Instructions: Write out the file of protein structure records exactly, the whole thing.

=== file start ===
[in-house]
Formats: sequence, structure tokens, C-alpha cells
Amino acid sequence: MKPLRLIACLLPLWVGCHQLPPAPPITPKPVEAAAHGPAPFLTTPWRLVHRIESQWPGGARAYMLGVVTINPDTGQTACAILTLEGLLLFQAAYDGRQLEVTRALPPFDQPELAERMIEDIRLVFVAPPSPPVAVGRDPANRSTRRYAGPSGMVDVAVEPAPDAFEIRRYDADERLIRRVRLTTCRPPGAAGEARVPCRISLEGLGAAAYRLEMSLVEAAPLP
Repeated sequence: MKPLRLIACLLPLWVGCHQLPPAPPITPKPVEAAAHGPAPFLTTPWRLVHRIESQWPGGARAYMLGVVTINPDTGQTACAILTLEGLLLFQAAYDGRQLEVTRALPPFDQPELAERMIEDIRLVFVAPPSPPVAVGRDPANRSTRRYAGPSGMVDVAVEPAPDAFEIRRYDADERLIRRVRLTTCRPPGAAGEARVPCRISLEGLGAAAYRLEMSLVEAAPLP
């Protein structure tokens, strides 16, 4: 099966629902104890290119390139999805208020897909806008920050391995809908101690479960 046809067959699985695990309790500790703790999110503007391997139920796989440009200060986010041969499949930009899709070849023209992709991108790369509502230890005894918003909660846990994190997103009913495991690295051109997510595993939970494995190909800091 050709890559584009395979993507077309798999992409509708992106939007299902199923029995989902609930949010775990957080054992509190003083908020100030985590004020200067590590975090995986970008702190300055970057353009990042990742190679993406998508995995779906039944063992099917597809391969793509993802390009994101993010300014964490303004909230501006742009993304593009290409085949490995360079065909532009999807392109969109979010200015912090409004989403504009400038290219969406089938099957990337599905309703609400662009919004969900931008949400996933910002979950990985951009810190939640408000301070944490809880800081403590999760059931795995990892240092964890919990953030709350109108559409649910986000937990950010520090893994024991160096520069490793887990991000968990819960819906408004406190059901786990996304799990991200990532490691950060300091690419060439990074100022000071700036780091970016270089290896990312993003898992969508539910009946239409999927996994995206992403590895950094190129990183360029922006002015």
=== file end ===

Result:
[in-house]
Formats: sequence, structure tokens, C-alpha cells
Amino acid sequence: MKPLRLIACLLPLWVGCHQLPPAPPITPKPVEAAAHGPAPFLTTPWRLVHRIESQWPGGARAYMLGVVTINPDTGQTACAILTLEGLLLFQAAYDGRQLEVTRALPPFDQPELAERMIEDIRLVFVAPPSPPVAVGRDPANRSTRRYAGPSGMVDVAVEPAPDAFEIRRYDADERLIRRVRLTTCRPPGAAGEARVPCRISLEGLGAAAYRLEMSLVEAAPLP
Repeated sequence: MKPLRLIACLLPLWVGCHQLPPAPPITPKPVEAAAHGPAPFLTTPWRLVHRIESQWPGGARAYMLGVVTINPDTGQTACAILTLEGLLLFQAAYDGRQLEVTRALPPFDQPELAERMIEDIRLVFVAPPSPPVAVGRDPANRSTRRYAGPSGMVDVAVEPAPDAFEIRRYDADERLIRRVRLTTCRPPGAAGEARVPCRISLEGLGAAAYRLEMSLVEAAPLP
């Protein structure tokens, strides 16, 4: 099966629902104890290119390139999805208020897909806008920050391995809908101690479960 046809067959699985695990309790500790703790999110503007391997139920796989440009200060986010041969499949930009899709070849023209992709991108790369509502230890005894918003909660846990994190997103009913495991690295051109997510595993939970494995190909800091 050709890559584009395979993507077309798999992409509708992106939007299902199923029995989902609930949010775990957080054992509190003083908020100030985590004020200067590590975090995986970008702190300055970057353009990042990742190679993406998508995995779906039944063992099917597809391969793509993802390009994101993010300014964490303004909230501006742009993304593009290409085949490995360079065909532009999807392109969109979010200015912090409004989403504009400038290219969406089938099957990337599905309703609400662009919004969900931008949400996933910002979950990985951009810190939640408000301070944490809880800081403590999760059931795995990892240092964890919990953030709350109108559409649910986000937990950010520090893994024991160096520069490793887990991000968990819960819906408004406190059901786990996304799990991200990532490691950060300091690419060439990074100022000071700036780091970016270089290896990312993003898992969508539910009946239409999927996994995206992403590895950094190129990183360029922006002015």